Recently declared "the coolest record label on Earth" by Riviera magazine, California's Ubiquity Records should eclipse perennial UK slicksters Ninja Tune in the forward-looking hip-hop game. Ubiquity's banner-carriers in that arena are the Detroit production duo of Waajeed and Saadiq, better-known as the Platinum Pied Pipers. Years before they had a record of their own, Waajeed made a name for himself as a founder of Motor City rap crew Slum Village, and PPP garnered accolades from discerning journos and artists alike for their production work on a few select singles (quoth the Roots' ?uestlove: "I will go to jail for PPP"). It's that backstory that makes their ho-hum, full-length debut a letdown. The production gleams with a stainless-steel sheen that varnishes out most opportunity to hit really hard, save a few swinging moments. Hobbling on what seems like a single, album-long bass line that never deviates from midtempo shuffle, PPP is too smooth for bumping in your ride, too slow to jump to on the floor, too sparse for headphones. If there's a future foretold here, it's one of Audi commercials and coffeeshop compilations.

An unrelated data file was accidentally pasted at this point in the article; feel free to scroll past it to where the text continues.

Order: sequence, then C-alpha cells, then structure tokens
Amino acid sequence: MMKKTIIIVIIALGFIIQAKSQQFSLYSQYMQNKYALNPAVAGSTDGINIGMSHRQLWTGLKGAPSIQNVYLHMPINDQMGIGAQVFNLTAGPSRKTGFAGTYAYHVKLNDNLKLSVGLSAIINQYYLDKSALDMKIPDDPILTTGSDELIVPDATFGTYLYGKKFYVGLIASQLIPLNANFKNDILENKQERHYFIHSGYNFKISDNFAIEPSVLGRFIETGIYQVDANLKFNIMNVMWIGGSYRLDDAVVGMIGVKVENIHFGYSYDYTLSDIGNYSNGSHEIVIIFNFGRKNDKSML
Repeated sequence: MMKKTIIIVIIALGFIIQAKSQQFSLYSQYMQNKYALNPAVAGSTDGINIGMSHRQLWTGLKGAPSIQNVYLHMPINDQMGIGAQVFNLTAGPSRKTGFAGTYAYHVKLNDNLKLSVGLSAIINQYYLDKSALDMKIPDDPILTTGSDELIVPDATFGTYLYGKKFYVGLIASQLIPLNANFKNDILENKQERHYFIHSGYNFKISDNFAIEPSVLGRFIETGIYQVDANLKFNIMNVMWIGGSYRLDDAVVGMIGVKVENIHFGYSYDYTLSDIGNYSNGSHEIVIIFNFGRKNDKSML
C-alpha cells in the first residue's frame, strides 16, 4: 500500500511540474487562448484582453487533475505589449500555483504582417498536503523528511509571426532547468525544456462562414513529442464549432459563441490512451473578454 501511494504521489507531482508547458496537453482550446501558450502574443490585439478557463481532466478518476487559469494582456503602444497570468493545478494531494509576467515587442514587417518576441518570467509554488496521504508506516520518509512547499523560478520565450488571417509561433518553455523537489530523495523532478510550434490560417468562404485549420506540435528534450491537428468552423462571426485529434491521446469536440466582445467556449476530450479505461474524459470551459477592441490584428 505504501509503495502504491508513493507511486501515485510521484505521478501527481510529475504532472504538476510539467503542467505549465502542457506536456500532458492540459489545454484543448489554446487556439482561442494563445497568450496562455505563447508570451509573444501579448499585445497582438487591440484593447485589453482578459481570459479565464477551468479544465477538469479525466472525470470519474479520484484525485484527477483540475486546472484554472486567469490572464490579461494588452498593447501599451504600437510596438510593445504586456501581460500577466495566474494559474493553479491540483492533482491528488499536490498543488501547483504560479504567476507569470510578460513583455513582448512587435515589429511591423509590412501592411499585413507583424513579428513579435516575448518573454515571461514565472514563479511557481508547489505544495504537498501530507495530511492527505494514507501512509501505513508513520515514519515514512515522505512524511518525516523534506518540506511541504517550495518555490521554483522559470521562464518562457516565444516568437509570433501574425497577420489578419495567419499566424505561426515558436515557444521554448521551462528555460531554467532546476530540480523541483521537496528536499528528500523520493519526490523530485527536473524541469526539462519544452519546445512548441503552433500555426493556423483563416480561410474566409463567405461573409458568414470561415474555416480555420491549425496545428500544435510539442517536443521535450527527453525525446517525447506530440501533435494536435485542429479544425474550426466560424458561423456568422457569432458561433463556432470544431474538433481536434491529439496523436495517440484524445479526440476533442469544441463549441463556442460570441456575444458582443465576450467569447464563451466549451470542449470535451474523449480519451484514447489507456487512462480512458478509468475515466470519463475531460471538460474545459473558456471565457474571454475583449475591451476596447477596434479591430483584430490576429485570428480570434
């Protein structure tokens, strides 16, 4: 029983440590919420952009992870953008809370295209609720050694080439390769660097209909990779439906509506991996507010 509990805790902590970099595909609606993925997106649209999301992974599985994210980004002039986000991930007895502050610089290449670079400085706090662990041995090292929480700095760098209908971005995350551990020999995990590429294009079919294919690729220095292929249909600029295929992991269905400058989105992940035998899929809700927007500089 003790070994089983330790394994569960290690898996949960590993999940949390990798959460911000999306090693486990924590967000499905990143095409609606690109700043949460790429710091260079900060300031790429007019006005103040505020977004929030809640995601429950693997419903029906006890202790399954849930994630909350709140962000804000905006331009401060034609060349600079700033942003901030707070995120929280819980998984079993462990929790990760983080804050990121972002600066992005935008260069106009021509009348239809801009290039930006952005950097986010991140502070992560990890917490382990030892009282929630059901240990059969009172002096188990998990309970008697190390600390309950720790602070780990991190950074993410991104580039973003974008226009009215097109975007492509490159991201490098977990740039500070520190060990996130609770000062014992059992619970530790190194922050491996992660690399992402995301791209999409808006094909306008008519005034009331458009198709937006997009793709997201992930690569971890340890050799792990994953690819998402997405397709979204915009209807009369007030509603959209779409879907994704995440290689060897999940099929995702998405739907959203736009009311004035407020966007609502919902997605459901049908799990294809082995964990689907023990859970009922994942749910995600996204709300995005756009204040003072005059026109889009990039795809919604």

One Self, on the other hand, offers a truly prescient -- and playful -- vision of the shape of hip-hop to come. Composed of Russian underground guru DJ Vadim, Swiss-born vocalist Yarah Bravo, and Blu Rum 13 (Kid Koala's go-to MC), One Self rings in with a tightly woven, intercontinental ménage à trois.Vadim keeps things minimal, the space between beats yielding an undeniable funkiness. Sinuous, syncopated guitar and a bucketful of bells and whistles (the common thread between One Self and PPP? Cowbell!) thumps up against slinky, digital daydreams while Blu Rum's scruffy baritone tangoes with Bravo's stoned-out, sing-song flow. Their abstract musings on life, love, and hip-hop -- and accepting the realities of each -- arrest the ear with both content and delivery. Weird and headnotic, One Self is the sound of tomorrow's underground today.